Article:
Malaysia announced on Tuesday it would introduce e-visas for travelers from China in an effort to boost tourism between the two countries.
Malaysia also waived the visa requirements for Chinese tourists who stay less than 15 days in the country from March 1 to December 31, 2016, Ministry of Tourism and Culture in Malaysia said at a press conference in Beijing.
The e-visa system will be carried out in three stages, beginning with an introduction for visitors from the Chinese mainland, and then to Chinese citizens who live outside the mainland. Finally, it will be extended to countries including India, Myanmar, Nepal and Sri Lanka.
Malaysia will allow visitors e-visa stays of up to 30 days, though some visitors will be approved for as many as 90 days, the traveling department said.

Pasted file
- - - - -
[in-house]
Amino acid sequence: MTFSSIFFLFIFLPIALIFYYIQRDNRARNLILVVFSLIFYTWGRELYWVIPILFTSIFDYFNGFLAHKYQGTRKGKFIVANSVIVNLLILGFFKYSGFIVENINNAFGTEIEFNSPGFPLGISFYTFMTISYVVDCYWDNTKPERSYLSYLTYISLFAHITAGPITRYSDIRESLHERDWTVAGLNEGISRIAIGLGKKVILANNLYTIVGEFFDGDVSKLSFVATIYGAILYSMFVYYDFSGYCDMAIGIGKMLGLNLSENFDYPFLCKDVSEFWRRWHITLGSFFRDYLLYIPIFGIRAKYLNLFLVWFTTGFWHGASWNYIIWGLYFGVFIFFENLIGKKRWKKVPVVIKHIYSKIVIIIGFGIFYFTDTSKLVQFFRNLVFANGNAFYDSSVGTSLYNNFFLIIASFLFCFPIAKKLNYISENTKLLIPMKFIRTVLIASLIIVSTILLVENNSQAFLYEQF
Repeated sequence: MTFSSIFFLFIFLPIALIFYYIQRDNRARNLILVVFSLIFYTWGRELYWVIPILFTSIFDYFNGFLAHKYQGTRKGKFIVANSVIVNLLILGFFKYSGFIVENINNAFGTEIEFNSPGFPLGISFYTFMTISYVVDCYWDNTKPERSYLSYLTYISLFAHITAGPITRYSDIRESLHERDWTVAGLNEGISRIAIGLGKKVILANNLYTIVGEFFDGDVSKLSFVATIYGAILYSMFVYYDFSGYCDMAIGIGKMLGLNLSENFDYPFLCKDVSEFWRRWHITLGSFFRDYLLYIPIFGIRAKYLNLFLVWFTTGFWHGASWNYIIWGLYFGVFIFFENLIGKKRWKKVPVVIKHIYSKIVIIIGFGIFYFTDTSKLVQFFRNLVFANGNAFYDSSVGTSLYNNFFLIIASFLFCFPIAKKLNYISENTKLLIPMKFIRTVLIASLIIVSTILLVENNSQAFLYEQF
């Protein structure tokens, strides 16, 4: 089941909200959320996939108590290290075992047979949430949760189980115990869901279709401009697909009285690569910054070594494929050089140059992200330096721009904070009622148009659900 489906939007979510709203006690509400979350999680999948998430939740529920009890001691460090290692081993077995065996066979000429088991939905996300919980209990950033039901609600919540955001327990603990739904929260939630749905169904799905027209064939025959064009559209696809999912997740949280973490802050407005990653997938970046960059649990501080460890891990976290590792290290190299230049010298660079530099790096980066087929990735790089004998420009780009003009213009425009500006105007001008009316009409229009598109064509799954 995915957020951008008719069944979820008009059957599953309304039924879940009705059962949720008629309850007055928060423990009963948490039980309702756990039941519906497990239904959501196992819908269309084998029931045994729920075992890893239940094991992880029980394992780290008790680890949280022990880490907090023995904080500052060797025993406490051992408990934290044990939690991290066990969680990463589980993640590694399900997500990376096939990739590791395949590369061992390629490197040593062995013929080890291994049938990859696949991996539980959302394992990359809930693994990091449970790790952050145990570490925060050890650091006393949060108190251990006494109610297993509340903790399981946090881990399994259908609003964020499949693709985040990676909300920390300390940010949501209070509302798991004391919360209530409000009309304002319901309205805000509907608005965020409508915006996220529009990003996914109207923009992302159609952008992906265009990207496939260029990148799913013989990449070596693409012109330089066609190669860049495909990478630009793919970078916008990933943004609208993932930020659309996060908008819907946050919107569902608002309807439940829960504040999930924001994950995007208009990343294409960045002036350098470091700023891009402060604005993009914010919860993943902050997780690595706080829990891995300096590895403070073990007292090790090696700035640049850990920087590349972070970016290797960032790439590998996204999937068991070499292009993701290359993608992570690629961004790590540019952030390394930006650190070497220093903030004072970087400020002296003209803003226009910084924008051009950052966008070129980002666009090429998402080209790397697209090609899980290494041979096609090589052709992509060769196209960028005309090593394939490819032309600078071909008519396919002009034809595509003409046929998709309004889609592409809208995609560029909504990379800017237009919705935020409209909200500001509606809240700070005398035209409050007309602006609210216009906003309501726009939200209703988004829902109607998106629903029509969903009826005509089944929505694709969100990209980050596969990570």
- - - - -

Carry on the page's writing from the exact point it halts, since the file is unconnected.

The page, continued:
In an exclusive interview with the Dato’ Seri Mohamed Nazri Abdul Aziz, Minister of Tourism and Culture in Malaysia, he told the Global Times that the policy was designed to attract Chinese tourists amid competition from neighboring countries such as Japan and South Korea.
The Southern Daily reported on Wednesday that South Korea is expected to double the period of visa-free entry for Chinese transfer passengers to 10 years.
Last year, 1.6 million people traveled from China to Malaysia, he said.
The ministry expects that number to hit at least 2 million this year, and possibly reach as high as 4 million.
Although the global economy has slowed, the tourism industry has continued to grow.
The Malaysian government believes that the tourism industry will stimulate trade and investment, as well as create job opportunities in the country.
Tourism contributed approximately $38.1 billion to Malaysia’s GDP in 2014, accounting for 14.9 percent of the total.
Foreign tourists spent about $17 billion in the country over the course of the year, according to a note the ministry sent to the Global Times on Tuesday.